Food to help you feel frisky

February 5, 2009 12:00:00 AM PST
Cook up a special Valentine's Day dinner that will put some sizzle back into your sex life. Registered dietitian and fitness and nutrition expert, as well as a contributing editor for Health Magazine, Julie Upton shares these great ideas.

Julie's suggestions:

Whether you want safe sex, sexier sex, better sex, longer sex, express sex, conception sex, or just sex, you might want to look at what you're eating.

After talking to hundreds of men and women in short- or long-term relationships, most agree that their sexual health could be better. Women complain that they don't feel sexy and men want their mojo back. While there are thousands of products and gimmicks that claim to help improve your sex life, there's nothing better than a healthy diet and lifestyle for turning up the heat between the sheets.

Here are some of the key foods that can help you have the nutrients you need that are important for sexual and reproductive health, but won't promote weight gain.

Dark Chocolate: Chocolate is proven to get you in the mood but not just any chocolate works. Chocolate contains compounds that trigger feel-good hormones in the brain. In addition, dark chocolate is rich in cocoa flavonoids that act as antioxidants and help dilate blood vessels and make the blood less likely to form a clot.

. Oysters/Seafood:
Aside from being slippery and slimy, oysters are one of the best sources of zinc, which is essential for male reproductive health. In addition, oysters, like all seafood, contain omega-3 fatty acids, which are the fats that are good for the heart.

Leafy Greens/Citrus:
The trace minerals and antioxidants packed into dark, leafy greens are essential for our sexual health. Citrus is also rich in antioxidants and vitalmin C, and folic acid, all of which which impact men's reproductive health. These foods also have been shown to help block the absorption of some of the environmental contaminants that are thought to be impacting our sexual health.

Alcohol:
A drink or two can relax you and help reduce inhibitions, and alcohol in moderation is also heart-healthy because it raises the good HDL cholesterol and reduces the chances of blood clots. If you want a non-alcoholic sub, try Concord grape juice. Research on it also shows that it can stimulate nitric oxide production, which is a potent blood vessel dilator.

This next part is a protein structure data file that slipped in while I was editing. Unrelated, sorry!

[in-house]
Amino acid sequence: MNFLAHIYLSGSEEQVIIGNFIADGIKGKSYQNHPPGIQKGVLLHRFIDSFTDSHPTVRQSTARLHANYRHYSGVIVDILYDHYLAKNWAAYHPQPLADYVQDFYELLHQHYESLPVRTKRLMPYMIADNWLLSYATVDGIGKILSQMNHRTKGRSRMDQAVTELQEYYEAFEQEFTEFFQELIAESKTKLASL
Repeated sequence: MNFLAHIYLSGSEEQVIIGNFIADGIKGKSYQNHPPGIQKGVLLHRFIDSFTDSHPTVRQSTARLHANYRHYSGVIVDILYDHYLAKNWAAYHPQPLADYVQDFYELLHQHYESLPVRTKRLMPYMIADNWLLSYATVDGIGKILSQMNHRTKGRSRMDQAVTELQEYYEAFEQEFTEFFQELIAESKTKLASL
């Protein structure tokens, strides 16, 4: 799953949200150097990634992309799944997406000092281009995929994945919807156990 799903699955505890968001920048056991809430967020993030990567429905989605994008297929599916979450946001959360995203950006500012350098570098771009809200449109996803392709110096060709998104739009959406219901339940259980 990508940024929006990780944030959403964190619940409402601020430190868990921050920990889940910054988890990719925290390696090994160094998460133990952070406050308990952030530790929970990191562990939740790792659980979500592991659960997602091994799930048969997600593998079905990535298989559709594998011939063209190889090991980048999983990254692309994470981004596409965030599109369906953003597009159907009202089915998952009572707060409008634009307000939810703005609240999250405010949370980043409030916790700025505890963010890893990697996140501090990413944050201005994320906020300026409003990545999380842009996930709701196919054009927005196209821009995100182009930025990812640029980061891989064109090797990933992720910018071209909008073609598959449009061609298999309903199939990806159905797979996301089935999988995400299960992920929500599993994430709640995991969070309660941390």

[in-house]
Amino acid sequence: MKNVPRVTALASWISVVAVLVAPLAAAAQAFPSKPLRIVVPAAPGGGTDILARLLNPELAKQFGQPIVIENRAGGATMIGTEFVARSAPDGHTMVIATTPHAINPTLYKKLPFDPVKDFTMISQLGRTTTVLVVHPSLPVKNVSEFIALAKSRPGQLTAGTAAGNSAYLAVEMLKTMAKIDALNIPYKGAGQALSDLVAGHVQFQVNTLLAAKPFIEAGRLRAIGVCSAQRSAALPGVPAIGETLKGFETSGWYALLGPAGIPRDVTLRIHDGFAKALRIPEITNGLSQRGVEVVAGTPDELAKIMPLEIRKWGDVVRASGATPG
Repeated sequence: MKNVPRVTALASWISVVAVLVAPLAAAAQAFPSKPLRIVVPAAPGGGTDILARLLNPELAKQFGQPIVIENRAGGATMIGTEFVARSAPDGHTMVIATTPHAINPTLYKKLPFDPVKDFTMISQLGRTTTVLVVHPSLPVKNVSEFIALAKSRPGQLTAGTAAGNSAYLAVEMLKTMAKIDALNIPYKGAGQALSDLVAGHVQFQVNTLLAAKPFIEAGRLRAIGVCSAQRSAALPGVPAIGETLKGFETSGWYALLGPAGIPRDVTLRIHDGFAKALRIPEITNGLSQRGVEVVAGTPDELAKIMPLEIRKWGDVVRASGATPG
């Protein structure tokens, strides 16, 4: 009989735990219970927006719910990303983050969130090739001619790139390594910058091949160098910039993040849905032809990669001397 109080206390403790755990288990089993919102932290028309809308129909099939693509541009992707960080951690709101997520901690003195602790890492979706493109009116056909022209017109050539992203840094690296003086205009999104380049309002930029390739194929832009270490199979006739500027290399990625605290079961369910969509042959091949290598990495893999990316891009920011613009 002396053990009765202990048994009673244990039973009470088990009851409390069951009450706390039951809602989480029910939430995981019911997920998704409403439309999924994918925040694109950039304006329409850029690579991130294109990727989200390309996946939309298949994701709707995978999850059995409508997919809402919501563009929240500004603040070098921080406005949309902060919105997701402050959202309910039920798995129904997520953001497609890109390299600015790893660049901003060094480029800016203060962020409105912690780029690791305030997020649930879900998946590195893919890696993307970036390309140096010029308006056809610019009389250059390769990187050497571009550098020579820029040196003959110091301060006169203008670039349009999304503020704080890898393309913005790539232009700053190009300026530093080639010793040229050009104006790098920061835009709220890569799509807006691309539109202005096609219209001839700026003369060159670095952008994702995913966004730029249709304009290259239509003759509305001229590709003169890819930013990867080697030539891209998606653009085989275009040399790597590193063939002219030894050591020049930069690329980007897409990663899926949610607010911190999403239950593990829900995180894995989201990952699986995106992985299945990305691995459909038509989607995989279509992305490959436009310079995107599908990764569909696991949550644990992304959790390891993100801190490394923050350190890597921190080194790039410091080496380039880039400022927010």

Strawberries:
Delicate and delicious, strawberries are truly seductive, especially when covered in chocolate. They are an excellent source of folic acid, a B-vitamin that helps ward of birth defects in women and may be tied to sperm counts in men.

What to avoid for better sex:
(What lowers your libido:)

  • Excess sugar
  • Excess alcohol
  • Saturated fat
  • Trans fasts
  • Sodium

About Julie Upton:
Julie Upton is a registered dietitian and communications expert specializing in nutrition, fitness and health. As a media resource for the American Dietetic Association, Upton is interviewed and quoted in over 200 articles annually, and is a frequent guest on national and local television and radio stations. She has been interviewed on the NBC Today Show, CBS Evening News, ABC World News Tonight and is a frequent guest on CNN, WABC and Fox.

Ms. Upton is also a nationally recognized journalist who has written thousands of articles for national newspapers, magazines and e-media including The New York Times, Prevention, Parenting, Parents, American Baby and Health.com. Her articles cover nutrition for babies to boomers, weight loss and maintenance and functional foods.

Her athletic accomplishments are many: Upton is a competitive swimmer, cyclist, marathon runner and triathlete. She has completed events such as the Swim Around Manhattan Island, New York City Marathon and The Boston Marathon and the Hawaii Ironman World Championships.

Ms. Upton attended the University of Michigan and received a Bachelor of Science degree in Nutrition from Michigan State University. She completed her dietetic internship at Harvard Medical School and holds a Master of Science Degree in Nutrition Communications from Boston University.